A collection of musically themed musings by Brendan Bush in Burlington, VT

Wrapup: Erin McKeown @ Kennedy Center 8/19/2010

Filed Under: Concert Reviews, Guest Post, Live Shows
Written by Aaron
Friday August 20, 2010

Ed. Note: Brendan asked me to fill in for a few a few days. I’m happy to oblige.

A 6 p.m. rock show?  Fine by me.

I moved toward the front of the stage and found an empty chair next to two chatty, much older women.  Why were they here?  Were they unlikely rock fans?  Perhaps they were hoping to hear some lady jazz singer profiled in the patrons’ newsletter.  Folky singer/songwriter enthusiasts?  Maybe that was the case.

Erin McKeown - Hundreds of Lions

Hundreds of Lions

Since this blog typically covers music closer to Burlington, I’ll do a little explaining.  Washington, D.C.’s Kennedy Center is a short walk from my apartment.  It’s even closer — across the street — from the famed Watergate complex.  Young people live where I live.  Old people live in the Watergate.

So I was sitting next to some Watergate retirees.  Their pre-show banter pegged them as regulars at the Kennedy Center’s daily Millennium Stage shows.  Music I love isn’t often featured at the free performances hosted in this arts palace (later this week in the same series: “Marvin Hamlisch conducts alumni of the D.C. Youth Orchestra!”).  But tonight was different.

At 5:57, the very slight Erin McKeown hustled through the atrium hefting an enormous backpack.  She was on stage a moment later wearing a white shirt and white pants — both rolled and unbuttoned enough to reveal intricate tattoos.  Not the typical Kennedy Center look.

McKeown’s latest album was released last October.  As she tells it, Hundreds of Lions chronicles a relationship from start to finish.  It’s a solid record.  At this abbreviated show, McKeown chose to play what she called a “mini suite” of songs from that batch (“Santa Cruz,” “Put the Fun Back in the Funeral,” “To A Hammer,” “The Rascal,” “The Lions”) along with some older gems and two new songs.  She was alone on stage with an electric guitar, a grand piano, and a cup from Starbucks.  Her voice sounded better than ever.  She rocked.

Erin McKeown’s first proper album, Distillation, popped onto my radar screen nearly a decade ago thanks in large part to WXPN,  Philadelphia’s cooler-then-than-now public radio station.  I’ve seen her plenty of times since 2001.  And I’ve even dragged my parents along.  I think of McKeown as a great rocker with smart lyrics.  Others pigeonhole her as a folk artist.  And she’s released a record of jazz standards.  She’s tough to label.  As McKeown tours relentlessly she promotes herself to that NPR audience that enjoys a little bit of folk, jazz, and just maybe sometimes rock.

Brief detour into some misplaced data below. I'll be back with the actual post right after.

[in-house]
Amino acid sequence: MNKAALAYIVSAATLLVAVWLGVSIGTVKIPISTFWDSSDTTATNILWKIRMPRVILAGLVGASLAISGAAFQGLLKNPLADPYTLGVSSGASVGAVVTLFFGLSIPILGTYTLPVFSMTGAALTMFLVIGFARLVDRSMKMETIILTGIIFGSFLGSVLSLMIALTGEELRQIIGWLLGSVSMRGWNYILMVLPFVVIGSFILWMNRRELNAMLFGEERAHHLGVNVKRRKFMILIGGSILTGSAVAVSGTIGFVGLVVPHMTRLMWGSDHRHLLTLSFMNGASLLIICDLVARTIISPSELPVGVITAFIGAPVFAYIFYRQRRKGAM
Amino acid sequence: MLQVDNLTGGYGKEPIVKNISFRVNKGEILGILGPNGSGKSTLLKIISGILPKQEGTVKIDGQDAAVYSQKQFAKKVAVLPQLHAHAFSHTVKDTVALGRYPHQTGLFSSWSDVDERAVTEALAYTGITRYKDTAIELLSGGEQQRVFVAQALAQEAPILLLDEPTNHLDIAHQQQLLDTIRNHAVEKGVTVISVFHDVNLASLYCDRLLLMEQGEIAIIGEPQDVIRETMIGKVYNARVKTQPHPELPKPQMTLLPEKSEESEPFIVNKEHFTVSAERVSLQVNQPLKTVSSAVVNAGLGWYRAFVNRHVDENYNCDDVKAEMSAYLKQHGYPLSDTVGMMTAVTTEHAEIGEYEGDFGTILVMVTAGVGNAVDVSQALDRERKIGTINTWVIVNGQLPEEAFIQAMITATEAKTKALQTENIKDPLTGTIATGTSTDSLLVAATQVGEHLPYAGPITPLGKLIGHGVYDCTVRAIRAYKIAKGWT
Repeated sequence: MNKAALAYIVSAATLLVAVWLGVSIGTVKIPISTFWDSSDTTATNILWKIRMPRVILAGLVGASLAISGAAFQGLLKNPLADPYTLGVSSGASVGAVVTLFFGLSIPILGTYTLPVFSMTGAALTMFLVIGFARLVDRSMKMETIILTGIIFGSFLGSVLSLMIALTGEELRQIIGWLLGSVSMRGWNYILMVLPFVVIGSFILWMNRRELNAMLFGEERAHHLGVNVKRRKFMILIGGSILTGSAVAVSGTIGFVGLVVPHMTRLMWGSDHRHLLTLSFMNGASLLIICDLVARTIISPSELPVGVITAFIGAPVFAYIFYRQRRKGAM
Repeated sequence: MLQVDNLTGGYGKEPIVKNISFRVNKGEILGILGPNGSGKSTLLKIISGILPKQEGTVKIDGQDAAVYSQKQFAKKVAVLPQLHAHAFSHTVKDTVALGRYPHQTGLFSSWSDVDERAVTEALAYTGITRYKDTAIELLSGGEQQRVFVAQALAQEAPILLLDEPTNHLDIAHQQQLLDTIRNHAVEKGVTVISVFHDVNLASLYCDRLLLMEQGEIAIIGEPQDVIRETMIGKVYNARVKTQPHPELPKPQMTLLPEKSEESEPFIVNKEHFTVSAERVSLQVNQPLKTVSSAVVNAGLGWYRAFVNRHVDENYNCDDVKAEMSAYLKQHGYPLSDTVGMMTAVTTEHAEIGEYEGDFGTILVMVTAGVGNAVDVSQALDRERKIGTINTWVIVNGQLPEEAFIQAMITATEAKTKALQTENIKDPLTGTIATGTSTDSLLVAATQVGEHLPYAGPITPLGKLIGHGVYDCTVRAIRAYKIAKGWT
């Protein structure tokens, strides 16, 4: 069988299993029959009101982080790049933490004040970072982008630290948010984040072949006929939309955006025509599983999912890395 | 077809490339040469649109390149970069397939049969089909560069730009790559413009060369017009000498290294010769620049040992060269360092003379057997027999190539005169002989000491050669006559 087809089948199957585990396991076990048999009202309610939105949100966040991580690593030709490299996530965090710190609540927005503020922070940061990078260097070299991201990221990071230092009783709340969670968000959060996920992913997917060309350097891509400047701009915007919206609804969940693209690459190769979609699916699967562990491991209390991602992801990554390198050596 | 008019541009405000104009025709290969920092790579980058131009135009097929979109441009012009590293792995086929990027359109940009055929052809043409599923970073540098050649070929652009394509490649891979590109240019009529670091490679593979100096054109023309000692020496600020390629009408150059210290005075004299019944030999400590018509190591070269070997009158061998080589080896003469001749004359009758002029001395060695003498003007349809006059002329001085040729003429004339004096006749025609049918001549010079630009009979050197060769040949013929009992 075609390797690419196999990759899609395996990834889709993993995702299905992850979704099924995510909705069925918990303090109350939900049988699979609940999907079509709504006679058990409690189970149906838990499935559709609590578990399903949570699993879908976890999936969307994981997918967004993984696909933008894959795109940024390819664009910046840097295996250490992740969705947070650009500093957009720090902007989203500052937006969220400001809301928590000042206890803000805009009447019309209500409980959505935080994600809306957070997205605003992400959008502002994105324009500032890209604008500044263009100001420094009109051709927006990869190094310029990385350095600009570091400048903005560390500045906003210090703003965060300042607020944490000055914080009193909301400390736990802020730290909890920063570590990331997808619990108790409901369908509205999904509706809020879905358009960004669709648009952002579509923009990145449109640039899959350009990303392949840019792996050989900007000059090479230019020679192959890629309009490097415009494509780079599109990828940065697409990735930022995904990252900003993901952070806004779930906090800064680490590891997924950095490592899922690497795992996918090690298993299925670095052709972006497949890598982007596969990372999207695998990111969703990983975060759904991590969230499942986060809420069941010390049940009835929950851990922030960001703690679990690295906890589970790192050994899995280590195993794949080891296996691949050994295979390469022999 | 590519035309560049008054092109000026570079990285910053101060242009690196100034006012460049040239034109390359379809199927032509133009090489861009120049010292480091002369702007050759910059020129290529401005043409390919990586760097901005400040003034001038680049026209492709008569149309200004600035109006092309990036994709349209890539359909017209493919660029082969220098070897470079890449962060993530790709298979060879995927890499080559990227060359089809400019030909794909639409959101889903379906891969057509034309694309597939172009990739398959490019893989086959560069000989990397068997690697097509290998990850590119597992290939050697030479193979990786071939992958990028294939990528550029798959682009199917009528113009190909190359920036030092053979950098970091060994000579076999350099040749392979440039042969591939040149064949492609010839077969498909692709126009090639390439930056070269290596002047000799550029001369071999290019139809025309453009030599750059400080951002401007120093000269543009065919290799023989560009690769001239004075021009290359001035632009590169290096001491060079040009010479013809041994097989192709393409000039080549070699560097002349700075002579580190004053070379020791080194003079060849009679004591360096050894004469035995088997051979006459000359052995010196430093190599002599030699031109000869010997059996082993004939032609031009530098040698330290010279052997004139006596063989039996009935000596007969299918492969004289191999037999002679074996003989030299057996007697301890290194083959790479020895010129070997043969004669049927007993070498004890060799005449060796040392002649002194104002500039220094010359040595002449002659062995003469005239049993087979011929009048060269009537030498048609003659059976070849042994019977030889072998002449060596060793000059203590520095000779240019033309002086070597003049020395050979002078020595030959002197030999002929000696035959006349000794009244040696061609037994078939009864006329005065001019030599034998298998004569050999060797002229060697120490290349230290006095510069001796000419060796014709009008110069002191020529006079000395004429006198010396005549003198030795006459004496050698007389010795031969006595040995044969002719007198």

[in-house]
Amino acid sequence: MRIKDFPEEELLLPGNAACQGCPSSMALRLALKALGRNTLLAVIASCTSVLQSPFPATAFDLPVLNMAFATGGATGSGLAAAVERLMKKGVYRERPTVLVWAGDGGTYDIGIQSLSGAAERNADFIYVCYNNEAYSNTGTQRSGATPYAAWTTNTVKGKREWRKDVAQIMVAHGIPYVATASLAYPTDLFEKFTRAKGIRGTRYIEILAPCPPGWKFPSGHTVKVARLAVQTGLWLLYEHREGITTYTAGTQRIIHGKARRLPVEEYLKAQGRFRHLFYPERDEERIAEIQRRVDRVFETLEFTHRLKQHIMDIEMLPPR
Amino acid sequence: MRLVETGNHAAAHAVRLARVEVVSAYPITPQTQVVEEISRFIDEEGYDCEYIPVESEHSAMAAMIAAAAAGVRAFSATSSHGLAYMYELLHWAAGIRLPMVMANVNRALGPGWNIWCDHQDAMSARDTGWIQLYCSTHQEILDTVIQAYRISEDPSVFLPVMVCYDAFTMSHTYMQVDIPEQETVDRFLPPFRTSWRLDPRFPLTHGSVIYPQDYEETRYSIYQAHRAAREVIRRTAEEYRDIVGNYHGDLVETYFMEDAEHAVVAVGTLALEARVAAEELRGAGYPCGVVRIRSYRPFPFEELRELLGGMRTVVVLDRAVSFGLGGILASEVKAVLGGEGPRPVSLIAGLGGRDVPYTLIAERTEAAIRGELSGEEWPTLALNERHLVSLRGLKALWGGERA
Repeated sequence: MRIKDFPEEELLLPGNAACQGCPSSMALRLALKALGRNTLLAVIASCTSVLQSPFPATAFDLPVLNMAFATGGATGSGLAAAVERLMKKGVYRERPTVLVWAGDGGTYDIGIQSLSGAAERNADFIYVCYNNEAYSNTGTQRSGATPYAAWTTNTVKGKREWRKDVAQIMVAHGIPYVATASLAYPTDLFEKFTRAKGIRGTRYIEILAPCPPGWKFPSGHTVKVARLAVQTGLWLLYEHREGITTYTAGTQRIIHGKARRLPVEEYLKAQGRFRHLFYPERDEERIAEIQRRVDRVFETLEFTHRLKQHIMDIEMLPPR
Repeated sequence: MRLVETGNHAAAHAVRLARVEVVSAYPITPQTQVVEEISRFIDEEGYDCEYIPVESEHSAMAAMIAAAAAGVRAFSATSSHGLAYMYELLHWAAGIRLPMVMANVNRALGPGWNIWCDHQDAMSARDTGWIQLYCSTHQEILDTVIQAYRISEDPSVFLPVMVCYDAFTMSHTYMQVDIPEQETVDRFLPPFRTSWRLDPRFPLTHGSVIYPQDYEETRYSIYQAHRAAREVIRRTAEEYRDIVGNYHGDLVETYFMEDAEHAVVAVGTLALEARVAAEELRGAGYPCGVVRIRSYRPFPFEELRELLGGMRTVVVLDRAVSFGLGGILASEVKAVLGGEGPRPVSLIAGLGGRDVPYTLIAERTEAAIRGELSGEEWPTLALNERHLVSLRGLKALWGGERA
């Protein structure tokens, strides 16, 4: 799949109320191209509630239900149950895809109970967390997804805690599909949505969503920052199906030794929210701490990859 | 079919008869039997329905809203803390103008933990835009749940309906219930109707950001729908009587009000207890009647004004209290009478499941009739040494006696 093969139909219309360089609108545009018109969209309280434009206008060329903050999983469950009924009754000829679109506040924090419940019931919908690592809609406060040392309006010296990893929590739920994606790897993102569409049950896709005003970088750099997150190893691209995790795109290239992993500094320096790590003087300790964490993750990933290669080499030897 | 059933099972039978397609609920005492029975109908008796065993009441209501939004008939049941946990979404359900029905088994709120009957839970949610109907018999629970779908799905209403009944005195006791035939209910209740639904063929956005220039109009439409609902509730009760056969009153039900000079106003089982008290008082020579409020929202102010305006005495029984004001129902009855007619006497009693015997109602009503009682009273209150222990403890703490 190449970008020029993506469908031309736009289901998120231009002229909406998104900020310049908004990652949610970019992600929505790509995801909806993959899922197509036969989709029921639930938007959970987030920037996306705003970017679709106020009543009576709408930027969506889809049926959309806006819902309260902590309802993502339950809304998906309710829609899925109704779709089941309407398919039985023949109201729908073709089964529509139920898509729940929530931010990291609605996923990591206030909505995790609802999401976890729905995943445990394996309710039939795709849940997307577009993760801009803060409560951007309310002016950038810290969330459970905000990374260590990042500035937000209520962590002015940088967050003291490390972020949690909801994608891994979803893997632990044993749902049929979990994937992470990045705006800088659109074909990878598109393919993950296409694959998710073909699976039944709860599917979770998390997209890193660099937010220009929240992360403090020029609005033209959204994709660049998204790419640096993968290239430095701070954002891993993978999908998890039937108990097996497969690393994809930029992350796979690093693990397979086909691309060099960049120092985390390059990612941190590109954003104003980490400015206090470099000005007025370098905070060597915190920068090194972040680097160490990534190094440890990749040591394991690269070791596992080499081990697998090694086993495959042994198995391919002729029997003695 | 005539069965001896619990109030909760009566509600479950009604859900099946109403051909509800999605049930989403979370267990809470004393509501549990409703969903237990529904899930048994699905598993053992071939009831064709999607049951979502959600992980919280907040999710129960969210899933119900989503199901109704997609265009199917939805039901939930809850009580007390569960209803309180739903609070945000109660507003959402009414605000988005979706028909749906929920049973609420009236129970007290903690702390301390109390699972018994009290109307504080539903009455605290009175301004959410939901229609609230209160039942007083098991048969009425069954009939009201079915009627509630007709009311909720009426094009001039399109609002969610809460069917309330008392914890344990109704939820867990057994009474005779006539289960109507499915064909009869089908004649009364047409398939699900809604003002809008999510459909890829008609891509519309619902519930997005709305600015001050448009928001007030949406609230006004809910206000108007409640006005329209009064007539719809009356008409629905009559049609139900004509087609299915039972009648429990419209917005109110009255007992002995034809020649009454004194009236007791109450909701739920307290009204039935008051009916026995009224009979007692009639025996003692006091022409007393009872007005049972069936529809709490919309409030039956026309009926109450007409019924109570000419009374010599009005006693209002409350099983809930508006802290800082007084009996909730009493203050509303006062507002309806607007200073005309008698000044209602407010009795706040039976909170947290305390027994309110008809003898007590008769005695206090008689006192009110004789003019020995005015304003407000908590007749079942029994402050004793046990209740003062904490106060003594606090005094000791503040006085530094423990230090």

She’s a commanding performer on stage.  McKeown can tell quick stories and call attention to particularly witty lines from her own pen.  Tonight she overcame an extremely stiff crowd and managed to look like she enjoyed herself.  “Let it fly, y’all,” she yelled during one brave attempt to garner audience participation.  “I think to sum up the record and certainly this song: Anything worth doing is worth doing badly.  Words to live by, kids!”  The ladies in my row exchanged stern looks at that advice.  They whispered disapprovingly.  They should have gone home.

McKeown closed with “You Were Right About Everything” from her 2005 record, We Will Become Like Birds.  The women on my row shuffled out, unmoved.  They were wrong.  This was a brief performance but a real treat.

You can watch video of tonight’s full show on the Kennedy Center’s site. McKeown has announced an upcoming tour to celebrate the 10th anniversary of Distillation.  She’ll play that complete album before moving on to newer material in several cities (stops include Cambridge, Mass. 9/24, Northampton, Mass. 10/9, New York 10/17, Arlington, Va. 10/23, and Philadelphia 10/24).

Comments Off

Note: All photos are copyright © 2010 Brendan Bush unless otherwise noted. You are free to copy, distribute and transmit them as long as proper attribution is given, in accordance with this Creative Commons policy.

Wrapup: An Horse & Kaki King @ Higher Ground 4/21/2010